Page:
JESSICA* was 19 years old when she got two black paw prints tattooed on her breasts. Now, at age 25, she has changed her mind and wants them removed.
Earlier this year she visited a popular national laser clinic chain and was told that after 10 treatments, priced at $125 each, the removal would be an “easy fix”.
After six treatments, she wasn’t happy with her progress and was told to book her remaining treatments at a nearby clinic within the same chain, as they had a “higher strength laser”.
“I thought, ‘This isn’t adding up. I’ve been told two different things from two different stores’,” Jessica told news.com.au.
She took her business to a competitor laser clinic in Sydney, for her remaining four treatments, but the two paws couldn’t be removed. The damage had already been done.
“The tattoo has faded, but it looks awful,” said Jessica. “Most people go in there with a nice black tattoo. It fades and fades evenly, whereas I have patches of skin and tattoo.
“I have this half visible, half lumpy, raised tattoo thing on my breast, which is the most vulnerable part of your body. I don’t wear a bikini or any top to show cleavage.
“It’s not attractive. It’s just depressing,” she said.
One in seven Australians has a tattoo, according to a 2012 study from the National Health and Medical Research Council. More than a third of Australians regret getting inked and one in seven of this group are considering removal.
There is growing concern about the largely unregulated laser tattoo removal industry in Australia, with plastic surgeons and laser technicians issuing warnings about “dodgy” clinics using cheap machines. These machines are often operated by poorly skilled technicians, who can leave patients with permanent disfiguration and thousands of dollars in cosmetic surgery bills.
Sydney cosmetic plastic surgeon Dr Rohit Kumar says he now performs at least two surgeries a month related to tattoo removal.
“Any surgery to get rid of a tattoo will definitely leave you with scars and the scars are not necessarily better than those caused by dodgy laser removal,” Dr Kumar told news.com.au.
“They are still going to be disfigured compared to what they would be in the first place.” Dr Kumar says getting a tattoo removed via laser by a qualified technician is always the ideal outcome.
“Everyday we see patients with horror stories caused by dodgy laser removal places. The tissue is patchy and scarred,” said Mike Anderson, who uses an FDA-approved Q-switch machine in his clinic.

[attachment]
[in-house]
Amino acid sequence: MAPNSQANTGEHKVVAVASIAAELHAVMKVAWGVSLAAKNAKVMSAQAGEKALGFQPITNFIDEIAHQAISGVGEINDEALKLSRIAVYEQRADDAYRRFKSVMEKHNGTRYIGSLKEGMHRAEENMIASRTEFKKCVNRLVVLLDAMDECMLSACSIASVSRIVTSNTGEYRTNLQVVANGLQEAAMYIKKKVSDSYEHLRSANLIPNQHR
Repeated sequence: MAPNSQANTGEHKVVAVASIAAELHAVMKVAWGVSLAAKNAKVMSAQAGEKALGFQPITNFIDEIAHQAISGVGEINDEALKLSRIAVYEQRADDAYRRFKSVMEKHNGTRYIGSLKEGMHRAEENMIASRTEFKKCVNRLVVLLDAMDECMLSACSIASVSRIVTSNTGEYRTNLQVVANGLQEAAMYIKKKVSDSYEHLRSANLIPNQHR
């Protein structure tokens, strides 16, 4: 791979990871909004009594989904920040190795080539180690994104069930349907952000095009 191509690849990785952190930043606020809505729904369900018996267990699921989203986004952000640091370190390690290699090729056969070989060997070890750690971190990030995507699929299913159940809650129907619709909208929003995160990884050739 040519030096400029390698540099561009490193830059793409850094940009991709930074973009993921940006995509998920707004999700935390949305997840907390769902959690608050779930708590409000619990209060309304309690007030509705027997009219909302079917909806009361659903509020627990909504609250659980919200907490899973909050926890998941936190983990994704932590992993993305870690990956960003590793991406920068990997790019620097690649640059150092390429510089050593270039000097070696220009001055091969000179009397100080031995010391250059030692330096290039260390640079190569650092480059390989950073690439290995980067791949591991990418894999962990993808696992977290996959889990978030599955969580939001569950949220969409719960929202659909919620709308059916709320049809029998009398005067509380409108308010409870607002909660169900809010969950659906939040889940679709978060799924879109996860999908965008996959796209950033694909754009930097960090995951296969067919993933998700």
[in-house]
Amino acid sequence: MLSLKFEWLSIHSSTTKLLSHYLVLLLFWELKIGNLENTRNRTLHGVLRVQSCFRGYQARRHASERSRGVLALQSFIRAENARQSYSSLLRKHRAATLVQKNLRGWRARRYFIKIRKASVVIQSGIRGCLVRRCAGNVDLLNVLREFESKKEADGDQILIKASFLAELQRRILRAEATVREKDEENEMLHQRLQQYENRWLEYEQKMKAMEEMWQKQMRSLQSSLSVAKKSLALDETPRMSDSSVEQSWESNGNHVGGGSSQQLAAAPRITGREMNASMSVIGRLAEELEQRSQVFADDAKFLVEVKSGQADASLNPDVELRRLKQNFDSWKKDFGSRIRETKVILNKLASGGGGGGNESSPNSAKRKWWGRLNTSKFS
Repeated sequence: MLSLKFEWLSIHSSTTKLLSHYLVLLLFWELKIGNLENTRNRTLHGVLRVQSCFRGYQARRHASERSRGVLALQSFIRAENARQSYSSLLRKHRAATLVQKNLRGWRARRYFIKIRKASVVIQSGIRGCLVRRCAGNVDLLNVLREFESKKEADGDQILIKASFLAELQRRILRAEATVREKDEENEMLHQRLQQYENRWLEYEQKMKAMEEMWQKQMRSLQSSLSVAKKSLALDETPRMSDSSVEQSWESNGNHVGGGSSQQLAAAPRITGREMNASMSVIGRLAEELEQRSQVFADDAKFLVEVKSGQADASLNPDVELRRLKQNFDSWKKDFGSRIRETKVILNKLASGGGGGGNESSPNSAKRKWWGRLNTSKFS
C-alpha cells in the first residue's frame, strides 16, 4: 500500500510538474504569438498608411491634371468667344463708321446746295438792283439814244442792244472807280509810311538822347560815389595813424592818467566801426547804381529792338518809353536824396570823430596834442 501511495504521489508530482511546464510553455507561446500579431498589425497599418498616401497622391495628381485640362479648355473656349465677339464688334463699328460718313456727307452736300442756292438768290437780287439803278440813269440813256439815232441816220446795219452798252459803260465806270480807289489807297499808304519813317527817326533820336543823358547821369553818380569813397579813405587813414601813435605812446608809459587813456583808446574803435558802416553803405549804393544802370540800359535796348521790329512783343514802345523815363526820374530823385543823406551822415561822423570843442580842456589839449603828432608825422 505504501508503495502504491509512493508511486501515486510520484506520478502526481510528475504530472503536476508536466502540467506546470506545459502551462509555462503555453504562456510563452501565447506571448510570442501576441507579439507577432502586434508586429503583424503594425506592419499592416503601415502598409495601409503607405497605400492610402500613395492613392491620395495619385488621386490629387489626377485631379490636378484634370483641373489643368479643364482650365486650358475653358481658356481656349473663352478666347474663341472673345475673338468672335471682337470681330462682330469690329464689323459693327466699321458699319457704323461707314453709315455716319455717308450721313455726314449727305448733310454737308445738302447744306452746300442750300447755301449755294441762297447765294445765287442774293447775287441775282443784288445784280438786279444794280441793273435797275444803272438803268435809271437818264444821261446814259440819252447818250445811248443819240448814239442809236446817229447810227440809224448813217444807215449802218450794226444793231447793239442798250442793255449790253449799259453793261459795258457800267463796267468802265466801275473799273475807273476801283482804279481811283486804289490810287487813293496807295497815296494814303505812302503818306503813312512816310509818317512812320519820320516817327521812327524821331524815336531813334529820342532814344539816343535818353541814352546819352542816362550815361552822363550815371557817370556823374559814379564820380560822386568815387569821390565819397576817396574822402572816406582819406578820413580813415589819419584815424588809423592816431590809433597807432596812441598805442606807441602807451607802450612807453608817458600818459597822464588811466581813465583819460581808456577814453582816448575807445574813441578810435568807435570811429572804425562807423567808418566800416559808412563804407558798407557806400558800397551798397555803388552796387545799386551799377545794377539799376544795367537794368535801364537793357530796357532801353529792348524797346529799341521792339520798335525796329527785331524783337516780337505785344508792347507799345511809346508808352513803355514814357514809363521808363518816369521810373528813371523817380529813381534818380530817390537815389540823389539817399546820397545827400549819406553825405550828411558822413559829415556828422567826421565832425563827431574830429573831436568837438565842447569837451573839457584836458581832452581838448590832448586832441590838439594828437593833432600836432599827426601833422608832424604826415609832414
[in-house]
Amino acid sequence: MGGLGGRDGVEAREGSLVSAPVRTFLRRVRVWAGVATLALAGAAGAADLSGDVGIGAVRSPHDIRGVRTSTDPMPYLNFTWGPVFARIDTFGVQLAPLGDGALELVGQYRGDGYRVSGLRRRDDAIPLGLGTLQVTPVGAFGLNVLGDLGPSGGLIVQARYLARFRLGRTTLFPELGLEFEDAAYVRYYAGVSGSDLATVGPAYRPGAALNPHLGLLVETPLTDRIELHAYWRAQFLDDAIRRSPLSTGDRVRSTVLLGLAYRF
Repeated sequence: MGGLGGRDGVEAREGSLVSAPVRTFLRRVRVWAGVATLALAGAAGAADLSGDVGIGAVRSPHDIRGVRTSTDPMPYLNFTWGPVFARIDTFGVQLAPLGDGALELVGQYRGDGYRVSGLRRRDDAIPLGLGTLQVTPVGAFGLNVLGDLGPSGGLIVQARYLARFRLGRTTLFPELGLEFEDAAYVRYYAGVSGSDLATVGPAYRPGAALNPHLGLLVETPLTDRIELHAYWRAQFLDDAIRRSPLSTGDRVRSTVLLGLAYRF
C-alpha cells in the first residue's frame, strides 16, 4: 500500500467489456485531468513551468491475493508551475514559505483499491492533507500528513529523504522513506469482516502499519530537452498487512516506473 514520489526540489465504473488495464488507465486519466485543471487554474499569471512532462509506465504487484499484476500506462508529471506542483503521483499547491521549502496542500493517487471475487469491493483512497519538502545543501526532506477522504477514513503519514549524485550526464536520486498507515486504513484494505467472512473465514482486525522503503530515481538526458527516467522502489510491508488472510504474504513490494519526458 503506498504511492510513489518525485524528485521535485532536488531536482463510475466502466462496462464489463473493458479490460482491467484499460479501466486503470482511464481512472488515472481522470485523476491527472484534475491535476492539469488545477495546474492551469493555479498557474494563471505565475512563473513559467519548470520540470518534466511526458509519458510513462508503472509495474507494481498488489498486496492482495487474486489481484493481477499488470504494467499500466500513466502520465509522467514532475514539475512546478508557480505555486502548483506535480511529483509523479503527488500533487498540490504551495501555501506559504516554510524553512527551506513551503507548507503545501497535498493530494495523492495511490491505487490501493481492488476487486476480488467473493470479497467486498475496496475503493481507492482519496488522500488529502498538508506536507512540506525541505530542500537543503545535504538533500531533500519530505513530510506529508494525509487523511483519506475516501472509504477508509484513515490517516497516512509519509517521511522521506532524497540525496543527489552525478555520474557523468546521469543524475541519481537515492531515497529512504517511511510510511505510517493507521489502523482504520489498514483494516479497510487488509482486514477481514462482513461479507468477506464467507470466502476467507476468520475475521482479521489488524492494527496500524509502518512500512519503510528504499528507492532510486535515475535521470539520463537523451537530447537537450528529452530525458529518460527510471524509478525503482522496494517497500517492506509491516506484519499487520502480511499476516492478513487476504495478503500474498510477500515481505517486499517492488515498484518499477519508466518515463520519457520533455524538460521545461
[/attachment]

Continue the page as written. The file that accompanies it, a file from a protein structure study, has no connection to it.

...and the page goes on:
“The public are so used to hearing about lasers — laser hair removal is so common now — that they’re under a false impression that they’re always safe. A good laser in bad hands is so dangerous.”
“I see a new clinic popping up in Sydney every week and they’re not all equipped with the right technology,” said Mr Anderson.
“These people are still charging the same price and they’re getting away with it. They’re making good money and it’s at the expense of people’s skin, permanently. They’ve jumped on the bandwagon because you can make a lot of money by doing this.”
Laser tattoo removal works by generating heat that destroys the pigment in the tattoo. There are two types of laser machines: Q-switched machines, which are the industry standard and cost around $150,000, and intense pulse light (IPL) lasers which cost between $10,000 and $15,000. IPL laser machines are often marketed as all purpose machines, but are not suitable for removing tattoos.
If not applied correctly, the heat from the laser can damage the skin, causing a burn that can lead to more significant scarring that the original tattoo, says Australian Society of Plastic Surgeons spokesman Dr Jeremy Hunt.
“The only solution is then to surgically remove it. It can involve a skin graft and this can lead to significant scarring,” Mr Hunt told news.com.au.
Dr Kumar says he has had to perform several unpleasant procedures on patients with botched laser tattoo removals.
“I saw a lady recently who had a tattoo on her upper arm. She had attempted to have it removed three times [using a dodgy laser] and what she had been left with was lumps of tissue and a scar. I had to bring her into the theatre and I cut out the entire tattoo. The skin was all cut out and stitched back together,” he said.
“But a larger tattoo may require a local flap surgery or a skin graft — which is where you borrow tissue from another area.
“Another lady I saw had a substance injected under the skin to try and remove the tattoo, but it ended up leaving ulcers on the skin.”
Regulation of the laser treatment industry varies around the country — only Queensland, Tasmania and Western Australia have some rules in place. In NSW and Victoria anyone can buy a cheap laser machine online, do a weekend crash course and call themselves an “accredited” laser technician.
“Laser procedures, including those used for tattoo removal, are not regulated under the Public Health Act 2010 and Public Health Regulation 2012, because they do not carry the risk of transmission of a disease from client to client,” a NSW Health spokeswoman told news.com.au.
However, the NSW health department is currently reviewing the regulation of cosmetic surgery and private health facilities.
News.com.au understands it will wait until the results of The Medical Board of Australia’s review into the largely unregulated billion dollar cosmetic surgery industry is released in January 2016.
This lack of regulation means an increasing number of patients with botched laser tattoo removals are forced to have their tattoo removed surgically, as a last resort.
The procedure can cost several thousand dollars and most of these costs are not covered by Medicare or private health funds.
Jessica has now had her two paw tattoos surgically removed by Dr Kumar. The ink couldn’t be removed in one sitting, so will undergo another surgery in six weeks time.
The entire removal process has cost her $3500. “It’s more stitches and more pain,” Jessica said.